Health systems across the nation may soon be able to simulate patient care at the bedside, thanks to cutting-edge tools being developed by leading clinical artificial intelligence researchers at the University of Florida.
To celebrate UF AI Days on campus, UF Intelligent Clinical Care Center (IC3) and PRISMAp Director, Azra Bihorac, M.D. MS FCCM FASN, and IC3 Assistant Director of Clinical AI, Benjamin Shickel, Ph.D., gave an overview of a project to create a “digital twin” or virtual replica in the health care setting. They were joined by assistant professor in the School of Architecture, Karla Ochoa, Ph.D. and assistant professor in the Department of Environmental Engineering Sciences, Christine Angelini, Ph.D., who discussed their own digital twin projects in a panel discussion.
As part of a collaboration that also included IC3 Co-Director Parisa Rashidi, Ph.D., the center’s interdisciplinary team collaborated with industry experts from Mark III Systems and NVIDIA to create a virtual replica of an intensive care unit (ICU) room. Developed in NVIDIA Omniverse using more than 80 photos and videos from a real-world, UF Health Heart & Vascular Hospital ICU room as a reference, the twinned ICU will provide opportunities for providers to plan and simulate care strategies in the virtual world to optimize real-world health care delivery.
“Physical healthcare spaces have not kept up with the rapid pace of technological advancement,” Bihorac said. “Our ICU twin is just the first step towards our vision to create a health care metaverse for optimizing patient care, health care processes and smart hospital spaces of the future using the power of AI.”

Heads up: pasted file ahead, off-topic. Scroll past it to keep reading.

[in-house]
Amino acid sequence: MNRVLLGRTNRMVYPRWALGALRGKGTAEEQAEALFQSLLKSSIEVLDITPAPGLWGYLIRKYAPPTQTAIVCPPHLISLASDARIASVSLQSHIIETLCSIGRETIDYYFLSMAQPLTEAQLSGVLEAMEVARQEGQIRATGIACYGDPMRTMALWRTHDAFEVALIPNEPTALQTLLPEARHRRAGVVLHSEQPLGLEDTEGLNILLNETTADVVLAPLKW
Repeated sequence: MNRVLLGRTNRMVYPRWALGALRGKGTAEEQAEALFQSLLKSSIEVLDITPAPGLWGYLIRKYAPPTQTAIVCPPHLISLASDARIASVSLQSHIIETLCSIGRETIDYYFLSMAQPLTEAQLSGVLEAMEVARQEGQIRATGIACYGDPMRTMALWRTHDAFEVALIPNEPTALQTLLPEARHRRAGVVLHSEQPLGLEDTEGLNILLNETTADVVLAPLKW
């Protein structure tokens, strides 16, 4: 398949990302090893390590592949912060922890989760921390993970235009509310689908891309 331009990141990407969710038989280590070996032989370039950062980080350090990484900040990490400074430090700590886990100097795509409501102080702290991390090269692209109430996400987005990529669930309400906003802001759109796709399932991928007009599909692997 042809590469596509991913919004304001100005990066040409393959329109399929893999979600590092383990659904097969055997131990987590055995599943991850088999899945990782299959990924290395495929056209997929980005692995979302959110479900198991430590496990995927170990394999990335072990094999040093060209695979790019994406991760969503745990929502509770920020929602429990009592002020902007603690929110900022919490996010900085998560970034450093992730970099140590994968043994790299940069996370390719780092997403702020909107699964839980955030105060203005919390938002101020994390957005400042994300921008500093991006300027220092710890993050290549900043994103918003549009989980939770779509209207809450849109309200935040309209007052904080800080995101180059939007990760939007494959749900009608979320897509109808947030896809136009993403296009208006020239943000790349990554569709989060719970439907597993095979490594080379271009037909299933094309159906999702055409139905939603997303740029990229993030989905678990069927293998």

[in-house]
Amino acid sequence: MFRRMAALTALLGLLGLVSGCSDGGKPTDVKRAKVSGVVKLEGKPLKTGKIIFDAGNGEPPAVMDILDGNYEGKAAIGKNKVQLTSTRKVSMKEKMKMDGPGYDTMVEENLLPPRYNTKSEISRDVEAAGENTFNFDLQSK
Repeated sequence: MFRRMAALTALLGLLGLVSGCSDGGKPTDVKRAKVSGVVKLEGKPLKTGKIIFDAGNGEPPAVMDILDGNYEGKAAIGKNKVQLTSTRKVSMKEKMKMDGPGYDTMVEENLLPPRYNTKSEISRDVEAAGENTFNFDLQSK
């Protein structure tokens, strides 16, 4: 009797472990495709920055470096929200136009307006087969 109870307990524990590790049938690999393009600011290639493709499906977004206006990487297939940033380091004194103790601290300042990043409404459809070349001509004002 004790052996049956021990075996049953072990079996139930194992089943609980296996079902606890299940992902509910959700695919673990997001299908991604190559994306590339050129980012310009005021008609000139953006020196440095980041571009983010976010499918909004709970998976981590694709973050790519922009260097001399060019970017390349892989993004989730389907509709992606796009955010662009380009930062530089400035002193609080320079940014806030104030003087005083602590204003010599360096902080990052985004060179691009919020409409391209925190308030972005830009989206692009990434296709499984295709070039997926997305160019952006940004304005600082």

The group intends for the replica, named the “Digital Twin of the Intelligent Hospital” to integrate real-time streaming of patient information with precise, state-of-the-art data analytics.
“Digital twins differ from traditional simulations in their ability to dynamically respond to real-world data,” Shickel said. “Synchronizing real-time patient data streams with our virtual environment will allow for high-quality monitoring and simulation tools that automatically adapt to real-world conditions.”
According to Bihorac, once completed, the “twin” may also serve as an educational platform to help streamline training and improve the patient experience through virtual care pathways.
“One day, we will be inside of this environment, using this intervention for training our care teams and planning out the logistics of patient care,” Bihorac said.